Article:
Wednesday, January 09, 2008

Sri Lanka: Peace Chief bemused at UNP criticism of CFA

Republished for information and discussion only. This report does not necessarily reflect the views of Mike Hitchen Consulting.

Source: Ministry of Defence, Public Security, Law & Order - Democratic Socialist Republic of Sri Lanka

The Peace Secretariat views with bemusement the statement of the United National Party regarding the abrogation of the Ceasefire Agreement that former Prime Minister Ranil Wickremesinghe signed with the LTTE in 2002. It is replete with inaccuracies and illogicalities, which are of a piece perhaps with the whole approach of the UNP to the CFA. But its barefaced attempt through this statement to isolate the Sri Lankan government from the international community indicates that it still believes continuing betrayal of the nation is its only route back to power.

The statement declares that the UNP entered into the agreement 'when we had suffered severe military setbacks, and the economy was in shambles'. The statement does not mention that the most severe of those setbacks was inflicted by the UNP government through betraying the operations unit housed in Athurugiriya, which led to the decimation of military intelligence. Now that military intelligence has been rebuilt, now that the armed forces are able to perform professionally, UNP logic would demand abrogation of the CFA. However, the government continued for nearly four years after the rejection by the electorate of the UNP to abide by the CFA, under both Presidents Kumaratunga and Rajapakse, in the hope that the LTTE would return to talks. Given continuing intransigence, and continuing terrorist attacks, given the use made internationally of the CFA when many foreign governments are supporting Sri Lanka by trying to stop terrorist funding, the government has decided finally to call a halt to such abuse. But the opposition can only use this too as an opportunity to suggest to the international community that the government is 'blood-thirsty and war-mongering'.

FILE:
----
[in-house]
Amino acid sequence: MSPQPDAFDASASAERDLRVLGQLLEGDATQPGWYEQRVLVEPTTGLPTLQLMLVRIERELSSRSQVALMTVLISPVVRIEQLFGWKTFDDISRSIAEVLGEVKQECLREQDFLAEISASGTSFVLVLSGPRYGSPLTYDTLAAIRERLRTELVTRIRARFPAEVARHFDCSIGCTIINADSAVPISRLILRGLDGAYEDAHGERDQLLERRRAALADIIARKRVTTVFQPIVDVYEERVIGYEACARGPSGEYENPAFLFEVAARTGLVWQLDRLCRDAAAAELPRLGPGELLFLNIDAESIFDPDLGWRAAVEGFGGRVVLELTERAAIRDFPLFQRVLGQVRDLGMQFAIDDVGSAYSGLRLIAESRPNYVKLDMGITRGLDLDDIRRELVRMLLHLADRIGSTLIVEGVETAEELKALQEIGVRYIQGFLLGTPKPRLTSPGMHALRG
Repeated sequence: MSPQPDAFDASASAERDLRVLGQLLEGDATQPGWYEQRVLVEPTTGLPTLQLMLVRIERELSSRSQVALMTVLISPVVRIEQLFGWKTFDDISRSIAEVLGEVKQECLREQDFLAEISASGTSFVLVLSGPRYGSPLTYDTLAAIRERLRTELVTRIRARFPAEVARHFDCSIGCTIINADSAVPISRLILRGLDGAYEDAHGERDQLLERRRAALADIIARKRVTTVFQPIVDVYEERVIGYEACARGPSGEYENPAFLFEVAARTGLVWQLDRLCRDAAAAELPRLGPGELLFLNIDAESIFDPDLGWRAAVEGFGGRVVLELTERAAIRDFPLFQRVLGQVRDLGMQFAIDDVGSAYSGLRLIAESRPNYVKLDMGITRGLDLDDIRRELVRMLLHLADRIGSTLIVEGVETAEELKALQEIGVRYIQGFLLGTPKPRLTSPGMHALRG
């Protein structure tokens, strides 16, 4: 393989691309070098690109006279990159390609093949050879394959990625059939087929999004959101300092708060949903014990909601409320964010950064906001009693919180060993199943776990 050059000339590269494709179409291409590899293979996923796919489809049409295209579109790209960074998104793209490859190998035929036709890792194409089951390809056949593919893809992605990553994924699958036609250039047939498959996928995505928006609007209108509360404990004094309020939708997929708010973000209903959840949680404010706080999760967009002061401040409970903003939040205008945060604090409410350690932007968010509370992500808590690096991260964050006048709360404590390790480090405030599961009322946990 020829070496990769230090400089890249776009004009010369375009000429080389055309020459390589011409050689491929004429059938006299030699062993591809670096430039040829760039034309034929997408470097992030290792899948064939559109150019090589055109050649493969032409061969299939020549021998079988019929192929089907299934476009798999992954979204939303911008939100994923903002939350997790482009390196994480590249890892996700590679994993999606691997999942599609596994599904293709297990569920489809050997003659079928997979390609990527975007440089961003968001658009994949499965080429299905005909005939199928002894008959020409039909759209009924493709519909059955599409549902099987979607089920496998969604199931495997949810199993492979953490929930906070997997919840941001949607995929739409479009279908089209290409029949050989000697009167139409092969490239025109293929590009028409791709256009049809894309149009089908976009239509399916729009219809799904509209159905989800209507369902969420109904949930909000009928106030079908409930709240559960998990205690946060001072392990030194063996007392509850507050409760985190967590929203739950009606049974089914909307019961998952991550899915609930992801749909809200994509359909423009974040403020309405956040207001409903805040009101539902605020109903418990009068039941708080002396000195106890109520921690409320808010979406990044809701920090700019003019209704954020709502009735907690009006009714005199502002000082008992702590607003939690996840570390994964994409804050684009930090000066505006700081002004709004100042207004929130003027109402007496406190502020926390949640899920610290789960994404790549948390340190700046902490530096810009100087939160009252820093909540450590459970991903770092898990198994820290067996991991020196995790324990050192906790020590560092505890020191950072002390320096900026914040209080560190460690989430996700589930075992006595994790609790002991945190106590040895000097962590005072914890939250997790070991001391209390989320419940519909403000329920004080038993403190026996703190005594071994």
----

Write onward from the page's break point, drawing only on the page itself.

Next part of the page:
With regard to the LTTE withdrawal from talks, the UNP claims that 'in April 2003, the extremists in the LTTE succeeded in getting the organization to withdraw from the talks. Yet, due to the pressure exerted by the international community the LTTE agreed to return to the talks. By July of that year ceasefire violations had been reduced to a minimum'. Evidently the UNP believes that the rest of the world forgets facts as swiftly as its leadership does. The LTTE withdrew from negotiations through a letter from Anton Balasingham, which in essence made two points. The first was that the people of the North and East had not benefited from peace, and this was unquestionably true given the hash the UNP had made of rehabilitation. The second was that the LTTE had not received political power. Instead of improving the rehabilitation process, the UNP then bent over backwards by offering to give the LTTE absolute political power through an Interim Self Governing Administration which allowed the LTTE to dominate all Pradeshiya Sabhas too in the entire North and East, whatever their ethnic composition. Far from the LTTE returning to talks, whatever private 'agreement' it had made if the UNP leadership gave in to all its political demands, six months later talks had still not resumed. The UNP statement, in claiming that it was 'the sudden dissolution of Parliament in 2004' that prevented the UNP government from proceeding with 'the gains accrued on the peace front', is grossly fraudulent.

The UNP statement also claims that the LTTE did not itself repudiate the CFA because otherwise the international community would 'subject them to various international pressures'. This again is nonsense. Certainly the LTTE benefited from the CFA, which is why it is now illogical to claim that abrogating it 'benefits only the LTTE's aspirations for a separate state'. But, in part because of the seminal work done by Mr Kadirgamar before he was assassinated, and the realization by many members of the international community, after that assassination, that the LTTE was not really serious about the CFA, it began to be internationally repudiated even while the CFA continued. More significantly, its funding was restricted, at least in those countries that have been serious about the fight against terrorism. Whether or not Canada and Switzerland and the Netherlands and Germany and Sweden and of course Norway follow the admirable example of France and the United Kingdom and the United States and

Australia and even Denmark in instituting prosecutions against terrorist funding will not depend on the CFA, it will depend on the will of politicians to put their mouths where the money of the LTTE is flowing. Indeed it is to be hoped that even Norway, following the admirable example of its current Ambassador, who has at last realized that there are Tamils who are not part of the LTTE, will now acknowledge that its obligation is to all the people of this country, not to a single terrorist group. Because of the CFA, the Norwegians, and thus by extension through a sense of solidarity the Nordic countries, felt an obligation to the LTTE, which we hope can be transferred now to Tamils in general, and in particular those who need to be liberated from the conscripting, constricting principles on which the LTTE controls its own.